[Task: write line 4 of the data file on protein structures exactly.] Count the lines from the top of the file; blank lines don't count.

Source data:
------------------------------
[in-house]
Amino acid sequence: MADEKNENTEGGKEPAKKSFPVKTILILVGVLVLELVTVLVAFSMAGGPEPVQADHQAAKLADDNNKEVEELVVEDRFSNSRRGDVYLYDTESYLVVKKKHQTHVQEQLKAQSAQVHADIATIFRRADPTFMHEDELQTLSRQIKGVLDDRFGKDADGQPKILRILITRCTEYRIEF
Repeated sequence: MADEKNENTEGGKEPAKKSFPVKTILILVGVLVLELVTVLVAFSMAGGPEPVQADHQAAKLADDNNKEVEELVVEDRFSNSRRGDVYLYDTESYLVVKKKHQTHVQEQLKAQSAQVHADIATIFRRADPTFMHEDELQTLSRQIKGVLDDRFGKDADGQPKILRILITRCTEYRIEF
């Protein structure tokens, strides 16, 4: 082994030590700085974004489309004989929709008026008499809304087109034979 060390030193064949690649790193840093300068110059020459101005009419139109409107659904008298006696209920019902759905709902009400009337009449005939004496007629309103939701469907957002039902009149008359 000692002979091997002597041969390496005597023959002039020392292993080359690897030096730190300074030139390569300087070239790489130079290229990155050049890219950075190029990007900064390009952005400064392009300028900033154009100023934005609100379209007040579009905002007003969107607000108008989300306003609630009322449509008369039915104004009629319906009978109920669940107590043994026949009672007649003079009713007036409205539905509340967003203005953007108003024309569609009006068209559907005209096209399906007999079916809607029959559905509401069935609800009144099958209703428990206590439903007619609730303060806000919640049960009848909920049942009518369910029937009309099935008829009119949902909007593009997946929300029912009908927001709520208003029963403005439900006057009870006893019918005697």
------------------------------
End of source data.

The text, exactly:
């Protein structure tokens, strides 16, 4: 082994030590700085974004489309004989929709008026008499809304087109034979 060390030193064949690649790193840093300068110059020459101005009419139109409107659904008298006696209920019902759905709902009400009337009449005939004496007629309103939701469907957002039902009149008359 000692002979091997002597041969390496005597023959002039020392292993080359690897030096730190300074030139390569300087070239790489130079290229990155050049890219950075190029990007900064390009952005400064392009300028900033154009100023934005609100379209007040579009905002007003969107607000108008989300306003609630009322449509008369039915104004009629319906009978109920669940107590043994026949009672007649003079009713007036409205539905509340967003203005953007108003024309569609009006068209559907005209096209399906007999079916809607029959559905509401069935609800009144099958209703428990206590439903007619609730303060806000919640049960009848909920049942009518369910029937009309099935008829009119949902909007593009997946929300029912009908927001709520208003029963403005439900006057009870006893019918005697």